Rabbi Chaim Strauchler, associate editor of TRADITION, serves as rabbi of Shaarei Shomayim in Toronto. He sent these thoughts to his congregation in advance of Yom Kippur, and we are pleased to share them with our readers.
“Preparing for a [Pesach] without family, without guests, without shul, without friends made me feel like in some small way, I was earning the right to look Jewish history in the face, to claim my place among the countless Jews who made [Pesach] with far more determination, facing far more adversity.” – Rivka Press Schwartz
From early in the crisis, our community recited Tehillim (Psalms) every weeknight online (and later, when our building reopened, in person). For the first time in many of our lives, we experienced Tehillim in the midst of real anguish and fear. We joined generations of our people who had held onto Tehillim’s holy words for dear life. Together, we were earning the right to look Jewish history in the face, to claim our place among the countless Jews who had fervently breathed these words.
We felt the power of these words to transport us. Wherever we are spiritually and emotionally, Tehillim takes us before God.
My help comes from the Lord, maker of heaven and earth (Ps. 121:2).
Our stresses and challenges receive a new context. We share our struggles with our Creator. The words have a comforting sound. In the certainty of their poetic meter, they embody a certain confidence, “We will get through this.”
The Lord is your guardian, the Lord is your protection at your right hand (Ps. 121:4).
In reading these words, we connect to the emotional universe of their author. David was not just a great king. He was a great soul. He teaches us how to face fear. We talk to our fears. We say, “Do not abandon me, God” – acknowledging rejection’s loneliness. We put our pain and sorrow before God.
I pour out my complaint before Him; I lay my trouble before Him (Ps. 142:3).
Yet, we also enter the imaginative realm of hope. We speak about better futures. We dream of the moments after the crisis has passed.
Because of You I offer praise in the great congregation; I pay my vows in the presence of His worshipers (22:26).
As we recited Tehillim together, during those early days, we prayed for family and dear friends who were battling COVID-19. We were often overwhelmed by worry and a terrible unknown. Could our mistakes cause us to contract the disease or spread it to others? We mourned through those Psalms. We grieved for those lost to COVID-19 and those whom we could not properly mourn due to the crisis.
We mourned without Kaddish. We were unable to form a minyan in lockdown. We missed the public call yehei shemei rabba, “May God’s great name be blessed forever.” We made use of the Al hakol prayer – as a substitute for Kaddish. Rabbi Yehuda HaHasid (1150-1217) describes the use of a replacement for the Kaddish when a person lives in a village without a minyan. Al hakol first appears in Massekhet Sofrim (14:12) as a prayer recited quietly by an individual when the Torah is carried through the congregation (and many siddurim still place it there). The Otzar Midrashim quotes Rav Amram Gaon (d. 858) who makes use of the Al hakol prayer in place of Kaddish.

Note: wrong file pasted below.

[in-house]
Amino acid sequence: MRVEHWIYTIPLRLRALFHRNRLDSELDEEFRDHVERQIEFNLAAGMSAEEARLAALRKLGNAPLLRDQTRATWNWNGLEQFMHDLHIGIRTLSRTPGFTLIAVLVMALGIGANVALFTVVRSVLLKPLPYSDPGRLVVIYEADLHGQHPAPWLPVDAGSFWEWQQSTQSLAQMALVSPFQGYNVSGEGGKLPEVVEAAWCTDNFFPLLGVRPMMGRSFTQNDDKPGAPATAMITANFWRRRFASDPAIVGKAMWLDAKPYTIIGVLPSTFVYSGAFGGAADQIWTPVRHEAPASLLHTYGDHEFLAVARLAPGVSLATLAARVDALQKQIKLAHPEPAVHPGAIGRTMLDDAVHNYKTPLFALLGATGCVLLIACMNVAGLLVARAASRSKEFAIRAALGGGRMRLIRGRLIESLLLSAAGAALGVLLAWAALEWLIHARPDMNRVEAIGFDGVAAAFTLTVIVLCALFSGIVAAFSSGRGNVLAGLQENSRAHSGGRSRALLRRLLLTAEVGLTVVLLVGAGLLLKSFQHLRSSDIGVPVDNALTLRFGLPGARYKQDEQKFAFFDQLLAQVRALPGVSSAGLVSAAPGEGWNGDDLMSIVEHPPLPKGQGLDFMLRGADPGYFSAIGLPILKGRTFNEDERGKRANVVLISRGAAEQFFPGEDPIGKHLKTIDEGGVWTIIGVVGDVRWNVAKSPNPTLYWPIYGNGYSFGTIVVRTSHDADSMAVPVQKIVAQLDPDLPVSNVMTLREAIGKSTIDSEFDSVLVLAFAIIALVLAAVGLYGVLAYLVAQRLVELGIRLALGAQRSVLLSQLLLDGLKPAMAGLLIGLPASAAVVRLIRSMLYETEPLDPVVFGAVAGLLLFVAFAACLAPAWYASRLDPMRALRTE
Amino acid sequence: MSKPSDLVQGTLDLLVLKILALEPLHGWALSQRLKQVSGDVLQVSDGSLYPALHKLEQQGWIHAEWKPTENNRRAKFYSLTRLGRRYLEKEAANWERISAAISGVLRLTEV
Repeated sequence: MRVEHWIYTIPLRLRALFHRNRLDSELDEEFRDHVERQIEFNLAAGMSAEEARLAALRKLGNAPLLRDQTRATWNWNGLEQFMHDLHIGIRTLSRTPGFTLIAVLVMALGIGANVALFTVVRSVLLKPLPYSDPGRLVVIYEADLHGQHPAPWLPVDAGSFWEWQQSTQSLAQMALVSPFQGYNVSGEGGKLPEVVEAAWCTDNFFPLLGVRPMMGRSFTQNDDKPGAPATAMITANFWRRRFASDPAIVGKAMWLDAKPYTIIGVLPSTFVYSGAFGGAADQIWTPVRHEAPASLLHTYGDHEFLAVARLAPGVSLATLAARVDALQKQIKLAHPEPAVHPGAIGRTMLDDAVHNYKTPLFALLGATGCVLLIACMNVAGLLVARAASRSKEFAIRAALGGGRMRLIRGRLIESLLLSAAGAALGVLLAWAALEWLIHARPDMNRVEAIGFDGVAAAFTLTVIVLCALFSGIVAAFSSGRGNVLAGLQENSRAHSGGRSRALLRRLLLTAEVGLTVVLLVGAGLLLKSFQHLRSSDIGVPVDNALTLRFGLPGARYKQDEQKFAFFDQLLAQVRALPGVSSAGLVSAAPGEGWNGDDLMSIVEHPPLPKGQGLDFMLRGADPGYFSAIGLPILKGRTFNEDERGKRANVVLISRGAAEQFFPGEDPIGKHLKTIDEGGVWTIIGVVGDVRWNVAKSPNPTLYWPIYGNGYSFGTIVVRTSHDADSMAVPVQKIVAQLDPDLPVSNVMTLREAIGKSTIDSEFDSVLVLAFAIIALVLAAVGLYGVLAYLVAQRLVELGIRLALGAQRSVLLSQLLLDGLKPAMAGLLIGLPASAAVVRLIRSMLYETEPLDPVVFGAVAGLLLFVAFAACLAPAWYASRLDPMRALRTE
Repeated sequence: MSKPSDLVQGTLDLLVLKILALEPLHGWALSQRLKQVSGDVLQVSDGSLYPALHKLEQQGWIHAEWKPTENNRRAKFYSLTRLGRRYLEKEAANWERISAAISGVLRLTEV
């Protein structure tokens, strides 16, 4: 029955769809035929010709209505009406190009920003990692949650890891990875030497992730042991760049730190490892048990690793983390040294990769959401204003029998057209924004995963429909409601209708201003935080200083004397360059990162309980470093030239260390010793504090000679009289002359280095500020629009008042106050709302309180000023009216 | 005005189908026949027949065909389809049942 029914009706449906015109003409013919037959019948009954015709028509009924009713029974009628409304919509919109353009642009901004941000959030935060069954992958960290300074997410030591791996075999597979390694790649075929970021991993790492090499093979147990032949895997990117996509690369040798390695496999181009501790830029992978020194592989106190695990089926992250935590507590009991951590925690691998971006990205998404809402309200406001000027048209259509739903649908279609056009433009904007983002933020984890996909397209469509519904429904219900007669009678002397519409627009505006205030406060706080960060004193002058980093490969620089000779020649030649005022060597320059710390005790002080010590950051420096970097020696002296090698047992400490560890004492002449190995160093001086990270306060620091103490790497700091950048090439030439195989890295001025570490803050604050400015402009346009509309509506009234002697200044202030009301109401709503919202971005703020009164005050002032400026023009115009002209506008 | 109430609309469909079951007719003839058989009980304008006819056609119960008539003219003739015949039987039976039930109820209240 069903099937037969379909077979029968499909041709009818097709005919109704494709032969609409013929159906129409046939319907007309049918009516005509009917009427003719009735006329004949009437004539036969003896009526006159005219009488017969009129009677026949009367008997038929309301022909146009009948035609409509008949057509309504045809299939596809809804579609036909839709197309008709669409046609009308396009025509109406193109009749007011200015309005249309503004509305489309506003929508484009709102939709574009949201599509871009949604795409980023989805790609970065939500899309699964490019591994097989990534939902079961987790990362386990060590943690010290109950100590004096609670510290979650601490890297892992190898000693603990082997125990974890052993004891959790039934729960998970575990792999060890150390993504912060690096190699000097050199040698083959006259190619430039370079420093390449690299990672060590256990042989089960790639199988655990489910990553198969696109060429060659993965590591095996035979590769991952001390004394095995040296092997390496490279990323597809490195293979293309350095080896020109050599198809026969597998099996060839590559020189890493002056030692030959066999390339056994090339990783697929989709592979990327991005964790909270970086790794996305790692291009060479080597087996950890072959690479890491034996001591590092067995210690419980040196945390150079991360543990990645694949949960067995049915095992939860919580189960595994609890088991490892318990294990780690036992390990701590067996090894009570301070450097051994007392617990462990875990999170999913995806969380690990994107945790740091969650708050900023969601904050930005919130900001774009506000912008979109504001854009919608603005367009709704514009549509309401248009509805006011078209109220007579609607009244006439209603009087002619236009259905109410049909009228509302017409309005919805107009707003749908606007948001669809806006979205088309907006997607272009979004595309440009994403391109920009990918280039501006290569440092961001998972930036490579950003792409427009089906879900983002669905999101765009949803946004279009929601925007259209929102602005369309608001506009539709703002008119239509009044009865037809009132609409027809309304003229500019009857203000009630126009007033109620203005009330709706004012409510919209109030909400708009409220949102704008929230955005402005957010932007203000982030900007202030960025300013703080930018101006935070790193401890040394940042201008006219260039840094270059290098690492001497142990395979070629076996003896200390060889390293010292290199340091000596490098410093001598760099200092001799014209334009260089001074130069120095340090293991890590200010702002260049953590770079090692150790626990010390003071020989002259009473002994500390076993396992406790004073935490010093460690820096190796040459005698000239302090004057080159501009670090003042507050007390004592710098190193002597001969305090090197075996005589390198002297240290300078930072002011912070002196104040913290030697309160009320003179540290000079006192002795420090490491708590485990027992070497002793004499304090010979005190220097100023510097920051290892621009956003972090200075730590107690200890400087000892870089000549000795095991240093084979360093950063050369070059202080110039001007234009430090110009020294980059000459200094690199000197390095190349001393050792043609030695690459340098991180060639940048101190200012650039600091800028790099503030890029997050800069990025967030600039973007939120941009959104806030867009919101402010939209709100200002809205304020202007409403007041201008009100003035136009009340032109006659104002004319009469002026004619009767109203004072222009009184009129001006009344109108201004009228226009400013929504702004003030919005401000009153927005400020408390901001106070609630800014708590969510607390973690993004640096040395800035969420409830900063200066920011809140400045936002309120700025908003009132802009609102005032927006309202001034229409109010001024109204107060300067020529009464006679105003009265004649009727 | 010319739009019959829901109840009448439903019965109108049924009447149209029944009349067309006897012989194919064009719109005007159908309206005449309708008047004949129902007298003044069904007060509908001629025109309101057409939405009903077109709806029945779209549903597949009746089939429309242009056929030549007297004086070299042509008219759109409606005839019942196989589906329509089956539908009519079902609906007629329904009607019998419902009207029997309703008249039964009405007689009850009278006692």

In replacing one prayer for another, we gained new appreciation for the meaning of each. Kaddish is a public call to sanctify God’s name with our words and our deeds. Al hakol speaks to the same aspiration but does so alone – without inviting others into a common chant.
We had the opportunity to reflect upon these messages under unfortunate circumstances. On Sunday, April 19, the day before Yom HaShoah (Holocaust Remembrance Day) our daily online Tehillim was attacked by a group of anti-Semitic Zoombombers. They shouted slurs and posted pornographic images.
On the day after the attack, on Yom HaShoah itself, I spoke to our community about the meaning of Kaddish and the Al hakol prayer. We live as Jews not simply to survive. We live as Jews to make the world greater by bringing God’s presence more fully into it. We see within humanity opportunities for dignity, sanctity and Godliness. We represent something. How we were attacked says something about those who hate us, but it also says something about us. When we are attacked like we were that day, it is not simply we who are attacked, but also our vision for the world. We must not allow hatred to deter us and our vision. We must continue to proclaim proudly yitgadal v’yitkadash shemei rabba – may God’s name be made holy and great.
Praying together online during these difficult times allowed us to strengthen one another. To hear the regular sounds of our prayers together with those of others – even through technology – gave us each something extra. Last Rosh Hashana we did not know what the phrase “Social Distancing” meant. Throughout this crisis we have learned about something more than distance. We have learned about social togetherness. We have come to appreciate that much more the sounds and the privilege of Kedusha and Kaddish. We appreciate what it means to stand shoulder to shoulder (even at two meters distance) and how we become more together than which we are each apart. We have learned the meaning of social connections into the past and across the present.
We can look Jewish history in the face not simply because of the challenges we survive. We can look Jewish history in the face because of what we say and do in the face of challenge. The words of Tehillim allowed us to partake in an inter-generational continuity. Through those words, we tapped into the soul of our people and added ourselves to that soul. We did not simply speak the words yitgadal v’yitkadash – the words yitgadal v’yitkadash spoke through us. May we merit to sanctify God’s name in health, strength and well-being for many years to come.
[Published September 27, 2020]